I've had a few conversations recently that have prompted me to get some thoughts down regarding what it's like to be part of a GC, specifically when it comes to authoring puzzles for an event. My only GC experiences, other than volunteering as site volunteer for others' events, have been with the loxi team. Loxi is the combination of lowkey and Desert Taxi team members working together.
This unholy union was formed during the run up to Pirate's BATH where lowkey split into two teams (Sloth In A Pirate Hat and Donkey In A Pirate Hat), each responsible for a puzzle. This was my first time creating a puzzle for an event and was also my first time receiving feedback on a puzzle and in making repeated edits from the suggestions of a GC for puzzle refinement. That first time was very tough for me. My team had made something, guided considerably by my ideas, and I loved it. For someone to tell me it was OK but could be better was hard. Being told this multiple times for the same puzzle was, as much as I knew it to be an irrational reaction, a blow to my ego. The end result was a fun, well-received puzzle (which was part of an extremely fun event) and a wonderful group of new friends.
My girlfriend, Rachel, is just getting to experience this for the first time as well. Rachel is helping us GC for Ghost Patrol: Bust A 'Nother Ghost (aka BANG 29) and has written a puzzle for the event. As it typical and not at all unusual, she is proud of what she's created and loves having authorship over a puzzle that will appear in an event. The experience, however, has led her to create what I (perhaps with bias) think is a pretty great metaphor. It goes something like this: Imagine you are an artist commissioned to create a work of art; in this case, a painting. Maybe you've been commissioned to paint a bucolic, pastoral scene or perhaps it's a rainy cityscape or a languid nude. You carefully craft your work of art and present it to your buyer. Your buyer looks at it and is clearly pleased but shows just a hint of that "this is what you got me for Christmas?" look before saying "It's great. Really great. I love it. But, you know, wouldn't it be a lot better if it had a kitty cat painted down in this corner?" Ouch. It's not that they're wrong, necessarily, and they are the customer/buyer so what's the big deal if they want a kitty? The big deal is that your vision, the artist's vision, did not include a kitty.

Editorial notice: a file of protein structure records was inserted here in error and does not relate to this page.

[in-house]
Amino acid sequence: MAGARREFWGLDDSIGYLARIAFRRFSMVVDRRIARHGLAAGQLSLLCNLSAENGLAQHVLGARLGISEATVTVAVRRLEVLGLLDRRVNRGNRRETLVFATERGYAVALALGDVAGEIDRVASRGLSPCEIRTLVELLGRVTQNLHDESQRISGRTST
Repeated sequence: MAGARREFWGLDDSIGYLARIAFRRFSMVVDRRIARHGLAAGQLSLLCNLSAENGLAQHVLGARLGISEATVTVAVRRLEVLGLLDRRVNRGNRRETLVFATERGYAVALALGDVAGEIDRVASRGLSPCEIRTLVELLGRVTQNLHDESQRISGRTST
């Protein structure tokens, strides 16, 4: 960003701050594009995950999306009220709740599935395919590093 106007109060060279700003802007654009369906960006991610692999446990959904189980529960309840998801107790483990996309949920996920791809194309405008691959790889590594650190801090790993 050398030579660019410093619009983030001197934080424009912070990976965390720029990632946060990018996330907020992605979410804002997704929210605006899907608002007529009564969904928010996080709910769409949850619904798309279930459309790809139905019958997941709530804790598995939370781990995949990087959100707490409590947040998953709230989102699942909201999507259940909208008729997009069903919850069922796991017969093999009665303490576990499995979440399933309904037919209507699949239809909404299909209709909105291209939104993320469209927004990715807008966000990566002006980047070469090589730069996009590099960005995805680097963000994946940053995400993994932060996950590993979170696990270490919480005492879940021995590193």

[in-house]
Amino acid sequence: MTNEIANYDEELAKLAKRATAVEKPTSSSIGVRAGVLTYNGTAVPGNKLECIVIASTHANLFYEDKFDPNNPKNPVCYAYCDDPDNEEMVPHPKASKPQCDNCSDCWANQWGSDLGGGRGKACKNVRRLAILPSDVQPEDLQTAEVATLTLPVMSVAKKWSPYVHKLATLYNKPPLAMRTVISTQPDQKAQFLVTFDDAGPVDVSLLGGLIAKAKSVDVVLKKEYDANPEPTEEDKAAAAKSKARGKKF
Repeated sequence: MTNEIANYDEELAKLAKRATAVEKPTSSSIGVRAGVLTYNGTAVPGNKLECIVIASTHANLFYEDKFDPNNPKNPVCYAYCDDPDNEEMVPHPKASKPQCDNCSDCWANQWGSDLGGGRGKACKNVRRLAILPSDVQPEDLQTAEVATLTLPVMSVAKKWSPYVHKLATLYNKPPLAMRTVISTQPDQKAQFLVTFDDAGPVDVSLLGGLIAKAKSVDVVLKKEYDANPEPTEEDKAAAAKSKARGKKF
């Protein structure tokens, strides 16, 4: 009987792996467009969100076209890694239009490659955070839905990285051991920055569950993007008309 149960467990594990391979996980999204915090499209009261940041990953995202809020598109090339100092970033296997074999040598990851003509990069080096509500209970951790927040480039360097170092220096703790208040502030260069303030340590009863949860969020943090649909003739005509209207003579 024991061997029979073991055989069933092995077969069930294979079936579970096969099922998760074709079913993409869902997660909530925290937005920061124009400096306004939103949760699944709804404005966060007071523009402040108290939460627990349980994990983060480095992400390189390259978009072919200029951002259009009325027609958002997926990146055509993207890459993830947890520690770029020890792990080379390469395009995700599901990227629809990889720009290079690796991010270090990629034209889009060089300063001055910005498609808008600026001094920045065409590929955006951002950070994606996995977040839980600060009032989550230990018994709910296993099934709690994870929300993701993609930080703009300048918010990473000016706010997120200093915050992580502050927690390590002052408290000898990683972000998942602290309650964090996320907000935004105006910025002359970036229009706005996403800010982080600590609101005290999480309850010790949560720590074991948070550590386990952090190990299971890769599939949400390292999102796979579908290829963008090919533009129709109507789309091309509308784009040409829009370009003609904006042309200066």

Far from my first experience with this was my experience GCing for Ghost Patrol in 2007-2008. Lowkey (lowkey) had never GC'ed and we all had our own ideas of what the ideal event would include. Members of Desert Taxi all came with GC experience and were quite good at generally pulling things into orbit with reality. As we became more comfortable with what our event would look like and how we would go about achieving that vision, we began creating content. That event had more than 60 puzzles, overall, and at least a dozen more were discarded along the way for varied reasons, generally related to theme and whether or not a ghost would do something, you know, in real life. Very quickly we all had to get over ourselves and the purity of our individual artistic vision for the benefit of the collaborative vision. Few of the puzzles I wrote ended up looking anything like their first iteration and those that did were not well received.
Which brings me to a hard truth (for me, ymmv): Puzzles created through collaboration and/or which receive multiple drafts of refinement through editing suggestions from the GC as well as informed by playtests are generally superior puzzles. Puzzles worked and reworked in a vacuum by an individual can end up over-thought and overwrought and, in my case at least once during Ghost Patrol, broken.
My attitudes toward puzzle authoring have changed greatly from that first Piratey puzzle. I know I'm not great at authoring puzzles. That's a limitation I can accept. Now when I write a puzzle, I tend to write the roughest of idea drafts. I want, first, to see if an idea will be well-received. I want and need for my teammates to tear my ideas down to the foundation so that we can start to build something we'll all be proud to present. This, I would venture to say, is not the attitude of all of my teammates. Many of them are extremely skilled and creative puzzle creators, fully capable of fleshing out wonderful puzzles requiring minimal editing or tweaking. That just isn't my forte. I find that puzzle writing, as well as every other GC responsibility, benefits from the input of the group.
Input, feedback, criticism, these things can be hard to hear and even harder to act on. Ghost Patrol was year's worth of very hard work and re-work and re-re-work. Part of what made the experience so exhausting and sometimes so slow was the contentiousness of fighting for ideas, themes, content. It is hard work to find consensus and hard work to let go of one's ego towards that goal. It was totally worth it. It's funny that one of our first puzzles was one related to "Team Dynamics" as our dynamic was one that allowed for some seemingly full-tilt arguing where some ideas won, some ideas lost and we all moved forward as friends. (This dynamic, I think, can seem strange to outsiders and is one that will merit its own blog post soon.) In the end, though, we were all able to put out a product that we could all stand behind and be proud to call our own, even with it's mistakes and missteps.
Summation: Puzzles are generally made better through feedback and re-write. I may not want a kitty next to my languid nude but everyone else does.
The Pie Dough Compendium
8 years ago